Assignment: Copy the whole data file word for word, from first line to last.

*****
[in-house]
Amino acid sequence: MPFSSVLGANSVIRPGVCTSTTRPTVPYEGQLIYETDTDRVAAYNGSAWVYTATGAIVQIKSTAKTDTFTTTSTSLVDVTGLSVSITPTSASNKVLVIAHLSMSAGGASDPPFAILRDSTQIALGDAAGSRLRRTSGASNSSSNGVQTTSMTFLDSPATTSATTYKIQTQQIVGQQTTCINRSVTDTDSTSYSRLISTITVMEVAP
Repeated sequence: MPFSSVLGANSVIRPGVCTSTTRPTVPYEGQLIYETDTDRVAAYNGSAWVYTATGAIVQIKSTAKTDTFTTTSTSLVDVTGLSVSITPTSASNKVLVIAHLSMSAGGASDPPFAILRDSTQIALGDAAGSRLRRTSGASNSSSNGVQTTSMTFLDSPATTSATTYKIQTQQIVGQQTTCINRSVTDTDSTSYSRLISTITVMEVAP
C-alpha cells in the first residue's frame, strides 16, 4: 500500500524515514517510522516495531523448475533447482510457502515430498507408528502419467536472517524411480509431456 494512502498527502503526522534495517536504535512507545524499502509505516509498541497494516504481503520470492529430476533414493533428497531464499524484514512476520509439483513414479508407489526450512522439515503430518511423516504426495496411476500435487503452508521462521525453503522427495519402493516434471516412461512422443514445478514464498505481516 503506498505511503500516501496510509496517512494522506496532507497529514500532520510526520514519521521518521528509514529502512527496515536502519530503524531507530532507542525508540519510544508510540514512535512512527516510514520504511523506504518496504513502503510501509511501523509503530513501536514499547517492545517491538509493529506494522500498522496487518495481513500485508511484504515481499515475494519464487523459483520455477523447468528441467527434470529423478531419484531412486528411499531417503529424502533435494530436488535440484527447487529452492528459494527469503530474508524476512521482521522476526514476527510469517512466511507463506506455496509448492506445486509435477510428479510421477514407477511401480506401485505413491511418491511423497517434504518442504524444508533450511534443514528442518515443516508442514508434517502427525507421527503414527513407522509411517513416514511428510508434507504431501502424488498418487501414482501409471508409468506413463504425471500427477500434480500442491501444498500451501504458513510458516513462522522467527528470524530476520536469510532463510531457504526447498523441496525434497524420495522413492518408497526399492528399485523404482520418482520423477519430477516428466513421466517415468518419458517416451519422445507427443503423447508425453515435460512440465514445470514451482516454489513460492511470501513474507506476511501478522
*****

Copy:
[in-house]
Amino acid sequence: MPFSSVLGANSVIRPGVCTSTTRPTVPYEGQLIYETDTDRVAAYNGSAWVYTATGAIVQIKSTAKTDTFTTTSTSLVDVTGLSVSITPTSASNKVLVIAHLSMSAGGASDPPFAILRDSTQIALGDAAGSRLRRTSGASNSSSNGVQTTSMTFLDSPATTSATTYKIQTQQIVGQQTTCINRSVTDTDSTSYSRLISTITVMEVAP
Repeated sequence: MPFSSVLGANSVIRPGVCTSTTRPTVPYEGQLIYETDTDRVAAYNGSAWVYTATGAIVQIKSTAKTDTFTTTSTSLVDVTGLSVSITPTSASNKVLVIAHLSMSAGGASDPPFAILRDSTQIALGDAAGSRLRRTSGASNSSSNGVQTTSMTFLDSPATTSATTYKIQTQQIVGQQTTCINRSVTDTDSTSYSRLISTITVMEVAP
C-alpha cells in the first residue's frame, strides 16, 4: 500500500524515514517510522516495531523448475533447482510457502515430498507408528502419467536472517524411480509431456 494512502498527502503526522534495517536504535512507545524499502509505516509498541497494516504481503520470492529430476533414493533428497531464499524484514512476520509439483513414479508407489526450512522439515503430518511423516504426495496411476500435487503452508521462521525453503522427495519402493516434471516412461512422443514445478514464498505481516 503506498505511503500516501496510509496517512494522506496532507497529514500532520510526520514519521521518521528509514529502512527496515536502519530503524531507530532507542525508540519510544508510540514512535512512527516510514520504511523506504518496504513502503510501509511501523509503530513501536514499547517492545517491538509493529506494522500498522496487518495481513500485508511484504515481499515475494519464487523459483520455477523447468528441467527434470529423478531419484531412486528411499531417503529424502533435494530436488535440484527447487529452492528459494527469503530474508524476512521482521522476526514476527510469517512466511507463506506455496509448492506445486509435477510428479510421477514407477511401480506401485505413491511418491511423497517434504518442504524444508533450511534443514528442518515443516508442514508434517502427525507421527503414527513407522509411517513416514511428510508434507504431501502424488498418487501414482501409471508409468506413463504425471500427477500434480500442491501444498500451501504458513510458516513462522522467527528470524530476520536469510532463510531457504526447498523441496525434497524420495522413492518408497526399492528399485523404482520418482520423477519430477516428466513421466517415468518419458517416451519422445507427443503423447508425453515435460512440465514445470514451482516454489513460492511470501513474507506476511501478522